London home of Charles Dickens open after renovation
LONDON (REUTERS) - The former London home of Charles Dickens reopened on Dec 10, after an eight-month, 3.1 million-pound (S$6 million) refurbishment celebrating the author's bicentenary.
Dickens lived at 48 Doughty Street in central London with his family between 1837 and 1839. There, in his mid-20s, he wrote Oliver Twist and Nicholas Nickleby, novels that made him a rising literary star.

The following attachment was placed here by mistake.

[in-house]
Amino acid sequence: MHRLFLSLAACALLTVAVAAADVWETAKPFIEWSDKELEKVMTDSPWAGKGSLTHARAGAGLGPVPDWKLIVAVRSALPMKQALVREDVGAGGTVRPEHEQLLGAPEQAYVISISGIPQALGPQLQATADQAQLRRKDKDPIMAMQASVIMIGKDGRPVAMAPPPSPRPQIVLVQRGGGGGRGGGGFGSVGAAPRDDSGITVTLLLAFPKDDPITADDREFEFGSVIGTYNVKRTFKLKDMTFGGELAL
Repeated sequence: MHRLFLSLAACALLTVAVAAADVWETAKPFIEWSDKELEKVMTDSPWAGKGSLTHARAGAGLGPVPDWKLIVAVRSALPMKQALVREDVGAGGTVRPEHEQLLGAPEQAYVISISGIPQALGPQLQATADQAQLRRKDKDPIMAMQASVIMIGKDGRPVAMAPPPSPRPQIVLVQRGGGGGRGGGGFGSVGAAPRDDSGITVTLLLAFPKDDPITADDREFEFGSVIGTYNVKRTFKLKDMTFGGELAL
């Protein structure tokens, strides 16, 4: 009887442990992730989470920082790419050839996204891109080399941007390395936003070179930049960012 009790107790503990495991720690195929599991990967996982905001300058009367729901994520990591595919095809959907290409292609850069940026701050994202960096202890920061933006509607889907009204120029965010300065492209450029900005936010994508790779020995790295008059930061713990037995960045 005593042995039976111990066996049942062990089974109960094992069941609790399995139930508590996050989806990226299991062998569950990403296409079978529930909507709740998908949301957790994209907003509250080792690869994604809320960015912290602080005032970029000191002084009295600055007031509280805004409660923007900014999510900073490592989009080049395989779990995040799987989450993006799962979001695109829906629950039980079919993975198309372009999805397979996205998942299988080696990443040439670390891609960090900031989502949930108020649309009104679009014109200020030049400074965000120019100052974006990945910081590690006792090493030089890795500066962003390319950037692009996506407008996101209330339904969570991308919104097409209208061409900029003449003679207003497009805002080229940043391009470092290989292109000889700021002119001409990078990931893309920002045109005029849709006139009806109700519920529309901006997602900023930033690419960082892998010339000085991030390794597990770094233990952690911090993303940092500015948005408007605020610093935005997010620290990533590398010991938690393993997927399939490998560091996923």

The four-storey brick row house was restored to its early Victorian splendour to feel less like a museum and more atmospheric, museum director Florian Schweizer told Reuters.
"We wanted to recreate it like a home, so visitors could feel like they're actually visiting Charles Dickens and that he might step back in at any time," Mr Schweizer said.